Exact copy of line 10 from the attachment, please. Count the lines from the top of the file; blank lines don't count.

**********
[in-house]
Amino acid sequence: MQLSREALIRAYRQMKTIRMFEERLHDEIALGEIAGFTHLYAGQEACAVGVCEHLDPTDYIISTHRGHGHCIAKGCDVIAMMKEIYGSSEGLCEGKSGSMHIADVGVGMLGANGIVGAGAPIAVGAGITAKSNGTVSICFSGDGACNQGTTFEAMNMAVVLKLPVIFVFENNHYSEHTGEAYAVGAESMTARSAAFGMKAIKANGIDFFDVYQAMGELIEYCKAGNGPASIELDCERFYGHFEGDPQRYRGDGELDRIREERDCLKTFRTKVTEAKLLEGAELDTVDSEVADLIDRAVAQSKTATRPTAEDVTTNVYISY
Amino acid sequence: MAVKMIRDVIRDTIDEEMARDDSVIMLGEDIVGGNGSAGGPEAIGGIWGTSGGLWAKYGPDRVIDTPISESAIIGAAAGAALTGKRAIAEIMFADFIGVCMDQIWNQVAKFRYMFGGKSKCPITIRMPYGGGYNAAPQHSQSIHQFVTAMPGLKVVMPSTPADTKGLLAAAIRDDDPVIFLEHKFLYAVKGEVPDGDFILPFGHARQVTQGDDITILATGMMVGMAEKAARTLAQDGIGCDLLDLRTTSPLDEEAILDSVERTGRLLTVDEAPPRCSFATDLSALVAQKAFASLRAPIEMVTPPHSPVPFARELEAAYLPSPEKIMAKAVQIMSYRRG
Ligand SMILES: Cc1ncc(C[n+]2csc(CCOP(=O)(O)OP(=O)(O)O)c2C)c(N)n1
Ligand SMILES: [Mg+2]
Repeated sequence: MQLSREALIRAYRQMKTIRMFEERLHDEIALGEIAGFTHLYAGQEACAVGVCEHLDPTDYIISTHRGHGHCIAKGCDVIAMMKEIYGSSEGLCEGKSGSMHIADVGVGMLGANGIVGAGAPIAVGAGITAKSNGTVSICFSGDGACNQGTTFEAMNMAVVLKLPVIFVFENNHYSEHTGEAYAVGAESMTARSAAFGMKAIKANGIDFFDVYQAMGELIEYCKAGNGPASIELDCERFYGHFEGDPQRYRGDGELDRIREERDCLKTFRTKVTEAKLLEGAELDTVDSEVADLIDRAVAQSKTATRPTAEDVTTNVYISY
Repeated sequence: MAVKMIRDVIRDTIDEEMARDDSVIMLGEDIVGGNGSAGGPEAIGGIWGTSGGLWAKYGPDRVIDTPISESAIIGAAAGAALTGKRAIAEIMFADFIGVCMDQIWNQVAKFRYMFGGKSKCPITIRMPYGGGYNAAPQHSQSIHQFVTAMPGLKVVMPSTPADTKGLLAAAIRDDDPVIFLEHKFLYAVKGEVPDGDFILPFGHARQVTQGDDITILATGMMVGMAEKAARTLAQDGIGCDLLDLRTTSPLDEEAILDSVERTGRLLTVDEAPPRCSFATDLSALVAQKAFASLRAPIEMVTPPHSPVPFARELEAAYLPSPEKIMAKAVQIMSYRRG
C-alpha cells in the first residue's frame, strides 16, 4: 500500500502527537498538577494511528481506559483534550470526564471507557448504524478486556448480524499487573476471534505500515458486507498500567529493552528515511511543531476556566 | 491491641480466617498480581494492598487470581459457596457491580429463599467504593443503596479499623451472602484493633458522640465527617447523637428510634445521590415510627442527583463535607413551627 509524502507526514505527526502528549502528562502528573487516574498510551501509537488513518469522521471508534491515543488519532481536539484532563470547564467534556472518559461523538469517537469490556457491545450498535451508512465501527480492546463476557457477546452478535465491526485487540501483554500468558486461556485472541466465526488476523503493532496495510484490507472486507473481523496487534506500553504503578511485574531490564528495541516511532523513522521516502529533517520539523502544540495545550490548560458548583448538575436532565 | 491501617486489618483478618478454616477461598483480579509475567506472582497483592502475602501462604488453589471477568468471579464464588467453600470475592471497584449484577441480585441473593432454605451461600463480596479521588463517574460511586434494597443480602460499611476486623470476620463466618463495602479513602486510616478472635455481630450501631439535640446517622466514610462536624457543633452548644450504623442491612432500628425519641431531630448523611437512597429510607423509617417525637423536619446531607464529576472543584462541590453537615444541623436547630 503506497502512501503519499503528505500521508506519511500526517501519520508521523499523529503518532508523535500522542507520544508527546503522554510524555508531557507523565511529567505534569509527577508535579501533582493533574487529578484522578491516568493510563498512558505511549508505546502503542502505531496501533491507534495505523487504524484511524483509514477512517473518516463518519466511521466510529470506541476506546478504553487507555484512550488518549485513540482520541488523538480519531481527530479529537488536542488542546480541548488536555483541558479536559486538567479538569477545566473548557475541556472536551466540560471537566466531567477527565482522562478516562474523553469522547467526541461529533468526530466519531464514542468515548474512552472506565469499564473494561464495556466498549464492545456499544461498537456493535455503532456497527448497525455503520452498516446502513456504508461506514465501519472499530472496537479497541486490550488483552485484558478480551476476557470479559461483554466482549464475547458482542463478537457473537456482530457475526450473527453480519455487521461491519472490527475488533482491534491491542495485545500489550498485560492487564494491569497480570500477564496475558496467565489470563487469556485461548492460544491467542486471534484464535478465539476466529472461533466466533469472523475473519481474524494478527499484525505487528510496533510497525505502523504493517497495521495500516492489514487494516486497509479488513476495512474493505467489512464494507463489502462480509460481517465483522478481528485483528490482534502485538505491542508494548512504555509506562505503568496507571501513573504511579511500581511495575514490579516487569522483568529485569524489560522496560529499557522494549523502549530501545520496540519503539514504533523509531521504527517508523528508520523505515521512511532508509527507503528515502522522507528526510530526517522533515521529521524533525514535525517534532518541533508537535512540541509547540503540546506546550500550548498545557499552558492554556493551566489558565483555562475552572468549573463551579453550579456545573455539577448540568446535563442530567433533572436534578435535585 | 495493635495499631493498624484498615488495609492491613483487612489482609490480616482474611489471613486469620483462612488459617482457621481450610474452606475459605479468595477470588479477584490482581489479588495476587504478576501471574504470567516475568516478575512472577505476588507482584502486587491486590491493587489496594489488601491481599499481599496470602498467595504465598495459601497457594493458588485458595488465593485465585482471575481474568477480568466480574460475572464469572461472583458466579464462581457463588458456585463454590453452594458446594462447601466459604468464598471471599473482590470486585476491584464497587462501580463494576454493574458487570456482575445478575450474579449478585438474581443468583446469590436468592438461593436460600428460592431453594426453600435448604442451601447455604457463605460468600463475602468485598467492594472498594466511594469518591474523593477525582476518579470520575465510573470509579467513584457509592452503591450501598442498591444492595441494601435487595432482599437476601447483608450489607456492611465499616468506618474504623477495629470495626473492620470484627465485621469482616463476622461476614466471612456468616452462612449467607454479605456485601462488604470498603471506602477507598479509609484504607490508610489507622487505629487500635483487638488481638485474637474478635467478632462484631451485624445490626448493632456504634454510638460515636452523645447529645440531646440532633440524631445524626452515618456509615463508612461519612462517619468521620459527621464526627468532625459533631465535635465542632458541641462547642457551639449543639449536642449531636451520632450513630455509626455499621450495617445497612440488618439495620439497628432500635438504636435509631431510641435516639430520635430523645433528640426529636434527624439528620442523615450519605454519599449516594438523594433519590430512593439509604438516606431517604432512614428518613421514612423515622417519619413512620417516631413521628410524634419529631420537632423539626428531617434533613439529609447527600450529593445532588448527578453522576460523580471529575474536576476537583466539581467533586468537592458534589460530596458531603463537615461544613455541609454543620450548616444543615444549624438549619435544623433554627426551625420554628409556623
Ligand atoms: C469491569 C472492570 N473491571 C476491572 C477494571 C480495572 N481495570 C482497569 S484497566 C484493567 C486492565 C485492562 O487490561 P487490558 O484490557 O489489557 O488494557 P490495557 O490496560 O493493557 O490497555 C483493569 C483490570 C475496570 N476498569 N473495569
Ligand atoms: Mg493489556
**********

Ligand atoms: Mg493489556